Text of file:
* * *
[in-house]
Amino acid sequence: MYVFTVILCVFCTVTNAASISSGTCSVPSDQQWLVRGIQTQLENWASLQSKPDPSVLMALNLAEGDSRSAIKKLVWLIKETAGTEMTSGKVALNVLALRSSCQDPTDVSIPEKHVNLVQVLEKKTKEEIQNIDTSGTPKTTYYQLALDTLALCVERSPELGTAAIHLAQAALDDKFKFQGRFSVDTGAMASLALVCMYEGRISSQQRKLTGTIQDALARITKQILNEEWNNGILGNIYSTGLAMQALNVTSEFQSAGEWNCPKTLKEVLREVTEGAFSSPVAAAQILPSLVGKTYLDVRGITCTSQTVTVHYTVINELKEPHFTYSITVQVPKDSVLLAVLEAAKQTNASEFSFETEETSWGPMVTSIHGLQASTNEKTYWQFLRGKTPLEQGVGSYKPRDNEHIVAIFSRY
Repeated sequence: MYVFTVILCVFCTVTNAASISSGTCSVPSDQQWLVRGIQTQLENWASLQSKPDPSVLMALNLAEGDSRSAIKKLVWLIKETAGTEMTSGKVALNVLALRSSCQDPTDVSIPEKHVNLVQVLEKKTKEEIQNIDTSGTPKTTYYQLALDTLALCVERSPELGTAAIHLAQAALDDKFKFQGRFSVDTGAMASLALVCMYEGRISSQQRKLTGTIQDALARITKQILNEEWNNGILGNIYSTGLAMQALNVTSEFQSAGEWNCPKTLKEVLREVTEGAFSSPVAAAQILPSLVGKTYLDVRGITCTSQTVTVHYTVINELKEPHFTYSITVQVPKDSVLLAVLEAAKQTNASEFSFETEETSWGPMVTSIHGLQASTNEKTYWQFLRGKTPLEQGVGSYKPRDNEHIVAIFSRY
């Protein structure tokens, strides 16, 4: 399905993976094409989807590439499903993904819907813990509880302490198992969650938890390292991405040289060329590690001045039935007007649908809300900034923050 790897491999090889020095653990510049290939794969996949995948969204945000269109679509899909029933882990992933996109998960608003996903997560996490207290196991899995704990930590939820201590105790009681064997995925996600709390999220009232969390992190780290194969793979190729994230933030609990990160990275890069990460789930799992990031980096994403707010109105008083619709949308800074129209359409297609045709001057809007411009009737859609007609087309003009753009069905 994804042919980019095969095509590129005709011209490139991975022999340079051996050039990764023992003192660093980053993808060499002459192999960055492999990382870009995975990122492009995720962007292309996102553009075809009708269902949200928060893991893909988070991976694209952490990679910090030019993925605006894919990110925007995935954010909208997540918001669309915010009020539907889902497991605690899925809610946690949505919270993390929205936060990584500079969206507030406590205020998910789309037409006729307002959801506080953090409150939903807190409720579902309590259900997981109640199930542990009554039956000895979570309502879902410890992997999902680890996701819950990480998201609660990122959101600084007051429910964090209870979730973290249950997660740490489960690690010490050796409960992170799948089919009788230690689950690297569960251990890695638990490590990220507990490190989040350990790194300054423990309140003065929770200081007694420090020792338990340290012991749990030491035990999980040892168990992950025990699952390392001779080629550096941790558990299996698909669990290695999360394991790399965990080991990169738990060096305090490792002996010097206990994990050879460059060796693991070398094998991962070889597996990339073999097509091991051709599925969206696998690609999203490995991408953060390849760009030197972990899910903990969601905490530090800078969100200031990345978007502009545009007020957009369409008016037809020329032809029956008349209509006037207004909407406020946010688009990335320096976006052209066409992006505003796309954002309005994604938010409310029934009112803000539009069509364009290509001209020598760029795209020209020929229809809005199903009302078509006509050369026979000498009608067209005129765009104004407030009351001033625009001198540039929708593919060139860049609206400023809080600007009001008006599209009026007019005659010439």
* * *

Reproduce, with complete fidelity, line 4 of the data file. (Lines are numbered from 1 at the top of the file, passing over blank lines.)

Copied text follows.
């Protein structure tokens, strides 16, 4: 399905993976094409989807590439499903993904819907813990509880302490198992969650938890390292991405040289060329590690001045039935007007649908809300900034923050 790897491999090889020095653990510049290939794969996949995948969204945000269109679509899909029933882990992933996109998960608003996903997560996490207290196991899995704990930590939820201590105790009681064997995925996600709390999220009232969390992190780290194969793979190729994230933030609990990160990275890069990460789930799992990031980096994403707010109105008083619709949308800074129209359409297609045709001057809007411009009737859609007609087309003009753009069905 994804042919980019095969095509590129005709011209490139991975022999340079051996050039990764023992003192660093980053993808060499002459192999960055492999990382870009995975990122492009995720962007292309996102553009075809009708269902949200928060893991893909988070991976694209952490990679910090030019993925605006894919990110925007995935954010909208997540918001669309915010009020539907889902497991605690899925809610946690949505919270993390929205936060990584500079969206507030406590205020998910789309037409006729307002959801506080953090409150939903807190409720579902309590259900997981109640199930542990009554039956000895979570309502879902410890992997999902680890996701819950990480998201609660990122959101600084007051429910964090209870979730973290249950997660740490489960690690010490050796409960992170799948089919009788230690689950690297569960251990890695638990490590990220507990490190989040350990790194300054423990309140003065929770200081007694420090020792338990340290012991749990030491035990999980040892168990992950025990699952390392001779080629550096941790558990299996698909669990290695999360394991790399965990080991990169738990060096305090490792002996010097206990994990050879460059060796693991070398094998991962070889597996990339073999097509091991051709599925969206696998690609999203490995991408953060390849760009030197972990899910903990969601905490530090800078969100200031990345978007502009545009007020957009369409008016037809020329032809029956008349209509006037207004909407406020946010688009990335320096976006052209066409992006505003796309954002309005994604938010409310029934009112803000539009069509364009290509001209020598760029795209020209020929229809809005199903009302078509006509050369026979000498009608067209005129765009104004407030009351001033625009001198540039929708593919060139860049609206400023809080600007009001008006599209009026007019005659010439």